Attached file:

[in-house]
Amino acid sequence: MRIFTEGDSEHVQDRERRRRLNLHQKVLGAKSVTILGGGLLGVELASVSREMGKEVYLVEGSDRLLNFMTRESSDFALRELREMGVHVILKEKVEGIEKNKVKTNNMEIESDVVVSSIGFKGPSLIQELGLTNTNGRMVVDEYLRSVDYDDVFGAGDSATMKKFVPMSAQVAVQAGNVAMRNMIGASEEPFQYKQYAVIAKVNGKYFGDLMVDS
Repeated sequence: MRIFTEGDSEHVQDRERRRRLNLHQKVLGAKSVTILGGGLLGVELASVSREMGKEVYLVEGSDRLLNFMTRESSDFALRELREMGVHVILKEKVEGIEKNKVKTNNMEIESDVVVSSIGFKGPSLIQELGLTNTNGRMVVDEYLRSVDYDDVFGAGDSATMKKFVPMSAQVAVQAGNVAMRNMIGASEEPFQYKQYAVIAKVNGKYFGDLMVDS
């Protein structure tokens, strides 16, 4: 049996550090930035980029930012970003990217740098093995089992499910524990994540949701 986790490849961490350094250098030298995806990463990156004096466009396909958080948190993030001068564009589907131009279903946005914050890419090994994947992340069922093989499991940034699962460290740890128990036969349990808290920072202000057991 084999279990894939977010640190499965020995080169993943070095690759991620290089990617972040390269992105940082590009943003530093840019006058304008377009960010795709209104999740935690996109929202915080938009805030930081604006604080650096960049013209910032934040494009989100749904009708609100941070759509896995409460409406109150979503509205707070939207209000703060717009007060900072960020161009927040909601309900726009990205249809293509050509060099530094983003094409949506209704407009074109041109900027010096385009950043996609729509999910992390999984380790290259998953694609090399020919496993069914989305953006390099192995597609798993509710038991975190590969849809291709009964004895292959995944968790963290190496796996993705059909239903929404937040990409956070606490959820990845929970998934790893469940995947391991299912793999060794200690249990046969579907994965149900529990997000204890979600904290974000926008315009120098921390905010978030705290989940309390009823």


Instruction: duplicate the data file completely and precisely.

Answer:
[in-house]
Amino acid sequence: MRIFTEGDSEHVQDRERRRRLNLHQKVLGAKSVTILGGGLLGVELASVSREMGKEVYLVEGSDRLLNFMTRESSDFALRELREMGVHVILKEKVEGIEKNKVKTNNMEIESDVVVSSIGFKGPSLIQELGLTNTNGRMVVDEYLRSVDYDDVFGAGDSATMKKFVPMSAQVAVQAGNVAMRNMIGASEEPFQYKQYAVIAKVNGKYFGDLMVDS
Repeated sequence: MRIFTEGDSEHVQDRERRRRLNLHQKVLGAKSVTILGGGLLGVELASVSREMGKEVYLVEGSDRLLNFMTRESSDFALRELREMGVHVILKEKVEGIEKNKVKTNNMEIESDVVVSSIGFKGPSLIQELGLTNTNGRMVVDEYLRSVDYDDVFGAGDSATMKKFVPMSAQVAVQAGNVAMRNMIGASEEPFQYKQYAVIAKVNGKYFGDLMVDS
């Protein structure tokens, strides 16, 4: 049996550090930035980029930012970003990217740098093995089992499910524990994540949701 986790490849961490350094250098030298995806990463990156004096466009396909958080948190993030001068564009589907131009279903946005914050890419090994994947992340069922093989499991940034699962460290740890128990036969349990808290920072202000057991 084999279990894939977010640190499965020995080169993943070095690759991620290089990617972040390269992105940082590009943003530093840019006058304008377009960010795709209104999740935690996109929202915080938009805030930081604006604080650096960049013209910032934040494009989100749904009708609100941070759509896995409460409406109150979503509205707070939207209000703060717009007060900072960020161009927040909601309900726009990205249809293509050509060099530094983003094409949506209704407009074109041109900027010096385009950043996609729509999910992390999984380790290259998953694609090399020919496993069914989305953006390099192995597609798993509710038991975190590969849809291709009964004895292959995944968790963290190496796996993705059909239903929404937040990409956070606490959820990845929970998934790893469940995947391991299912793999060794200690249990046969579907994965149900529990997000204890979600904290974000926008315009120098921390905010978030705290989940309390009823």